How do you stay so optimistic?

Well, because the world is just so full of possibilities. I was in Mexico a couple of years ago, and we were hiking on a trail on the Yucatan Peninsula. We had a guide, and he showed us this tree on one side of the path that had this red sap. And he said, "If you see this sap, this tree, don't touch it because it'll burn you. It's really caustic and it's acidic and it'll burn your flesh." And then we walked a little bit further down the trail, and there was a tree on the other side that was a black tree and had a black tar. And he said, "This tar heals burns."

And I just thought, well, that's the world—for everything that'll burn you, there's something that'll heal your burns. So I just stay on that side of the path.

I see possibilities in everything. For everything that's taken away, something of greater value has been given. As big as my problems are, as big as Parkinson's is, for example, it can't take up that much space in a world that has so much capacity for good stuff. It just doesn't. I just don't let it take up that much room.

Do you think one can always be both optimistic and realistic?


Aren't they sometimes at odds?

No, I don't think so. I mean, I think it's okay, obviously, to acknowledge obstacles and setbacks and problems and issues. But as long as you're dealing with the truth, you're in good shape. I find as long as I acknowledge the truth of something, then that's it. I know what it is and then I can operate. But if I overestimate the downside of something or the challenge of something and I get too obsessed about the difficulty of it, then I don't leave enough room to be open to the upside, the possibility.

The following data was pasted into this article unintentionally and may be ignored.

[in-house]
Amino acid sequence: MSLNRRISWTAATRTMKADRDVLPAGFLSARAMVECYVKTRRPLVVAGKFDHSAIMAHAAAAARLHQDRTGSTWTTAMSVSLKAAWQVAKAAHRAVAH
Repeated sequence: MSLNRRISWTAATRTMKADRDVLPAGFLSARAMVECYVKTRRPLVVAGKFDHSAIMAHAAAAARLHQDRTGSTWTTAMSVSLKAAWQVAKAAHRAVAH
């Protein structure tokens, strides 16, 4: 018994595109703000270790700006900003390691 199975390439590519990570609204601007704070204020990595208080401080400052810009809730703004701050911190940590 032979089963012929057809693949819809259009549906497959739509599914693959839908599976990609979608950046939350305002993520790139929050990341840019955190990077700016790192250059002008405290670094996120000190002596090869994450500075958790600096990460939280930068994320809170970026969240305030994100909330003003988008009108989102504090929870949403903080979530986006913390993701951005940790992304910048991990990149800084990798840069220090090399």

So I think you definitely have to acknowledge the fact of something. If something isn't a movable object, then you have to start thinking about getting around it. But you can't do that until you acknowledge it and take its full measure and understand its true weight.

Where do you most often find happiness?

In my family, in being with my wife and my kids. If at any moment of stress or tension or whatever I could close my eyes and be anywhere, it'd be with them. That's just neverending. I just get so much joy from my family.

I read that you are raising your children in a Jewish home, an interfaith home really.


Is there anything specific about Judaism that you've found really comforting?

My wife is Jewish, and therefore, it's my children's birthright to be Jewish. And so I always gave them the option when they became old enough to be bar mitzvahed, to make that choice for themselves, and they all—I have one seven-year-old, so she obviously hasn't got there yet—but my other three all made the decision to become bar or bat mitzvahed.

What I love about that and the teaching they've gotten through that, is that it's a lot about asking questions and a lot of it is open to interpretation. It's real, so I love that. I mean, even the Seder has the questions. There's a lot of participation.

It's a very participatory faith, and it encourages young people to be inquisitive and to search and to seek. I also love the sense of community. There's something to having that experience, that communal experience and being in synagogue or church or whatever. It's also been very welcoming to me, being a non-Jew. The Reform Judaism movement has been really welcoming and supportive of me, and I've spoken at gatherings and been involved in seminars with various leaders. It's been a really fulfilling experience.

What inspires you?

I think just every new day, just waking up. I wake up curious every day and every day I'm surprised by something. And if I can just recognize that surprise every day and say, "Oh, that's a new thing, that's a new gift that I got today that I didn't even know about yesterday," it keeps me going. It keeps me more than going. It keeps me enthusiastic and grateful.

more from beliefnet and our partners
Close Ad